Here’s another excellent Midtown East lunch special that should be on your radar. Mifune is a high end Japanese restaurant run by a cast of pedigreed chefs who trained at some of the best restaurants in Paris. While a dinner tasting will run you $100 a person, or $250 if you do the omakase at the sushi bar Amane downstairs, the lunch menu entrees hover at around a reasonable $25.
The thing to get is definitely the Mifune chirashi box, and it’s because the sushi rice that comes with it is so good. The rice is served separately from the raw fish in two different compartments, one topped with cooked egg and roe and the other with some pickled vegetables. They’re both fantastic and could shine on their own as independent dishes. There are also Western entrees on the menu, reflecting Mifune’s Franco-Japanese point of view, which is great if you’re in the mood for something more hearty and filling, and the juicy and tender roasted duck breast with brown sugar vinegar sauce will do the trick. If you were never jealous of people who worked near the UN or Grand Central, which are both comfortably within walking distance of Mifune, then you might be now.
245 E 44th St (between 2nd and 3rd Ave)
New York, NY 10017
Midtown East, the exciting hub of financial firms, big corporations and Hale and Hearty chains, never had much appeal to me. But one thing that can lure me to that side of town are the many great options for a sushi lunch. Normally a sushi dinner at Kurumazushi, an old school veteran of the high-end Manhattan sushi scene, would set you back at least $100 a person, but the lunch is a more affordable option at $25 a set, $35 for sashimi only. Four different types of gleaming fresh fish and a bowl of miso soup arrive at your table in very efficient fashion, leaving you to enjoy a Michelin caliber meal without going over your lunch break. The location isn’t the nicest, and you will be surrounded by suits, but this is a small price to pay for a really good sushi deal.
7 E. 47th St (between 5th Ave and Madison Ave)
New York, NY 10017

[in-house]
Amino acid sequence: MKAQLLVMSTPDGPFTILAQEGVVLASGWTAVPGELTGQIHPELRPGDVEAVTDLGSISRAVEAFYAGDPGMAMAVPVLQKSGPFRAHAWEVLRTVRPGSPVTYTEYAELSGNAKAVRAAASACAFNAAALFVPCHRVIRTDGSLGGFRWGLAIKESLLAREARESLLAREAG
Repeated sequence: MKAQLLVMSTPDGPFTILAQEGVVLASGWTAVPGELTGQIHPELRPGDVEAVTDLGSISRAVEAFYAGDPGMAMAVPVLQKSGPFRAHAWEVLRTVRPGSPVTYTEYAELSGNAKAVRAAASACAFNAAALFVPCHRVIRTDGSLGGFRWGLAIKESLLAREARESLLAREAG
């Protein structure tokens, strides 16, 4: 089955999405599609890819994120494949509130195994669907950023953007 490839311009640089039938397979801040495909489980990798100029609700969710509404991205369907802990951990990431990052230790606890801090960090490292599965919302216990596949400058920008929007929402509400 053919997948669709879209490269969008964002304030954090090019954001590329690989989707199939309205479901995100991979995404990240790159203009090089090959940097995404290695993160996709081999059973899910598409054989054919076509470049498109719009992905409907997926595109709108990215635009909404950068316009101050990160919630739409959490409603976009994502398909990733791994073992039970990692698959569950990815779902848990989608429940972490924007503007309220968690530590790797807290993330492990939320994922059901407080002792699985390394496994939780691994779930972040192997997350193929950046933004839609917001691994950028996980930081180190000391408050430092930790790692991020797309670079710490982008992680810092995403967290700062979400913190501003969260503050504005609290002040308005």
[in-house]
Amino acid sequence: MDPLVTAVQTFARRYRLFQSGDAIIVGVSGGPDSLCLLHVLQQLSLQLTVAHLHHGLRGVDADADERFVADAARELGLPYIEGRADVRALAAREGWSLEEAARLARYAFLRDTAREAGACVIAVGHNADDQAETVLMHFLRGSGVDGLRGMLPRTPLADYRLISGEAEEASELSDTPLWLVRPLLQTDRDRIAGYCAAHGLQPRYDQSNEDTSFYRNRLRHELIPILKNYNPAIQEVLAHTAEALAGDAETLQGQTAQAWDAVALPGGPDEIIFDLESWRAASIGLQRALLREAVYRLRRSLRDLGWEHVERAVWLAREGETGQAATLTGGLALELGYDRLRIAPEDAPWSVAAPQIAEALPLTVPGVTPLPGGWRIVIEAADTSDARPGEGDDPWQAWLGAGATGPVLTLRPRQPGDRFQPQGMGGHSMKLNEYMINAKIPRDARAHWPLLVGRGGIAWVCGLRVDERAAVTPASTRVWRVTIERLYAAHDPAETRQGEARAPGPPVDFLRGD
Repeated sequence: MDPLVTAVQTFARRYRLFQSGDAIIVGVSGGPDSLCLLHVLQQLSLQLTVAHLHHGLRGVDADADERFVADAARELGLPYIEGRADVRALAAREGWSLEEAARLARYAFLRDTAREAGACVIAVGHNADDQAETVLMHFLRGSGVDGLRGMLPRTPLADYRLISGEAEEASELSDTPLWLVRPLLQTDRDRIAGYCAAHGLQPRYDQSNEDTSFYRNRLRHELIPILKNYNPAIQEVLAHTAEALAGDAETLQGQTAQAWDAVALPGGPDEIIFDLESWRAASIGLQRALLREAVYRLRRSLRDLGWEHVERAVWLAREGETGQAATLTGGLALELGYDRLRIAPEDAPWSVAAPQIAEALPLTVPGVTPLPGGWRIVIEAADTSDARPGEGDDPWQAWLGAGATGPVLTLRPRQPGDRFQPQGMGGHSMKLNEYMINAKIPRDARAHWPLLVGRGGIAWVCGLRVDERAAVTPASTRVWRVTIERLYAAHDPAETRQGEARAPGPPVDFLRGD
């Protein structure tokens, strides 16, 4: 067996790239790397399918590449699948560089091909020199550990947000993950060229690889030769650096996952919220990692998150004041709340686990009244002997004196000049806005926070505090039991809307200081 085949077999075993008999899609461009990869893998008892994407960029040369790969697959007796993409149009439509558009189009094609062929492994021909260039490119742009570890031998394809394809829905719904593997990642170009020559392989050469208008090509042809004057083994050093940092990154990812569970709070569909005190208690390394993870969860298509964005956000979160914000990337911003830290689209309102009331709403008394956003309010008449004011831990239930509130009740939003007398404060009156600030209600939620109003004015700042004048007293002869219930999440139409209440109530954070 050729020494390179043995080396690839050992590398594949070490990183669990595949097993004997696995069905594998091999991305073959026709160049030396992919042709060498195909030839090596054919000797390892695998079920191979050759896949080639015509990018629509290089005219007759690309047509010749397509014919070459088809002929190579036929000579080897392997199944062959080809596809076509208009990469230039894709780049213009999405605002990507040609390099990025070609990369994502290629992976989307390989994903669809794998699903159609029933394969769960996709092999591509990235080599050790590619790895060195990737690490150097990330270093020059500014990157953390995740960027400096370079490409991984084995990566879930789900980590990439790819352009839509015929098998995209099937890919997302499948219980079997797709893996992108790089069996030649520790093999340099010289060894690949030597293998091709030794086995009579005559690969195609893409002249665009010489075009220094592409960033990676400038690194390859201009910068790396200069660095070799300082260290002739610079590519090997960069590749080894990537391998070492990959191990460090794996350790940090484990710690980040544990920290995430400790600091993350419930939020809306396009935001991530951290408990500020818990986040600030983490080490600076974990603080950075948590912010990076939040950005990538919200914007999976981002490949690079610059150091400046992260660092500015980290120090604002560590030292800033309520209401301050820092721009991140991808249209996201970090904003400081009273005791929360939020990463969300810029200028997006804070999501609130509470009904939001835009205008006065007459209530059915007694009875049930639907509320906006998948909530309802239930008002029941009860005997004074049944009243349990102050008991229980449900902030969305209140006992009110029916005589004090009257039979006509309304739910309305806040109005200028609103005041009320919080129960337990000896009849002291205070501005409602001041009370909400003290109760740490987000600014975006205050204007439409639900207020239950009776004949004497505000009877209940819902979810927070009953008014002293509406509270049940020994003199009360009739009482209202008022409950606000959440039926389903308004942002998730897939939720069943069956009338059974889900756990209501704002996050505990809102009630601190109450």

Bangkok is an exciting city that’s defined by a chaos that overwhelms your senses. Examples include the maddening gridlock at all hours; the crush of people clamoring for photos with golden buddhas; the stifling heat; and the fragrant aromas from the outdoor markets. This is a city that commands your attention at all times, and the only moment of respite might be at the massage parlor. Although there’s no guarantee with even that if your Thai masseuse is bending you in all sorts of contorting positions.
Sometimes you need a break from all that stimulation. Sweaty and stressed from haggling with a cab driver who didn’t want to use his meter and from elbowing all the tourists at Wat Pho, I needed to get away, asap. As I walked down the driveway towards the entrance at Bo.lan, I could feel the weight of Bangkok city living slowly being lifted off of my shoulders. The beautiful and sturdy teak walls blocked out all the craziness outside so that the urban din was just a distant memory. I felt very regal sitting on the dark wicker chairs and fanning myself like a rich Thai spending time in her summer home.
Bo.lan is indeed a high-end restaurant serving traditional Thai cuisine using local ingredients. One of the hosts described the restaurant’s commitment to the Slow Food movement. A free range chicken used here, for instance, takes longer to grow and might be smaller in size compared to commercial chickens amped up on corn feed and hormones, but there’s no mistaking the superiority in flavor. It was great to see that the commitment to local farmers and sustainable agricultural practices is alive and well in Thailand.
Normally a meal at one of Asia’s Top 50 restaurants will cost you $65 USD at a minimum, but a lunch will cost only half as much. The pre-fixe menu consists of 4 courses that make up a typical Thai meal–a soup, a salad, a curry and a fried dish. The flavor profile reflects the Thai cooking principles of balance, in which fiery heat is counteracted by muted creams, and sweet is balanced out by salty. Thai food in the States is usually very sweet and homestyle in nature, but Bo.lan’s preparation is much more refined than anything I’ve ever come across. The curries and coconut based broths are so smooth and elegant and without imperfection. It takes great skill to whittle away all the different seasonings that go into a sauce or a paste into one harmonious blend. The level of heat was also authentically off the charts. There’s no Western option of spicy, only Thai spicy, and the burn from the seemingly harmless squid salad and the green jungle curry was brutal.
After cooling off with a dessert, it was back to the chaos outside. A meal here is fit for a king and not for the everyday, so I knew that I wouldn’t be back anytime soon. Bo.lan does have a more casual sister restaurant called ERR near Wat Pho and Wat Arun that is more accessible for the tourist budget that can only stretch so much. For many of us, we’ll never be royal, so this down to earth option might make more sense but will still be plenty tasty.
There’s nothing more I love than Japanese bento lunch specials. Something about seeing compartments neatly filled with dainty pickled vegetables, crisp tempura pieces, white rice and a protein makes me very happy. I think the fact that you are visually and literally eating a square meal is a very appealing prospect. You don’t need to debate over whether you want noodles or donburi, the bento meal takes care of that by giving you a bit of both!Read More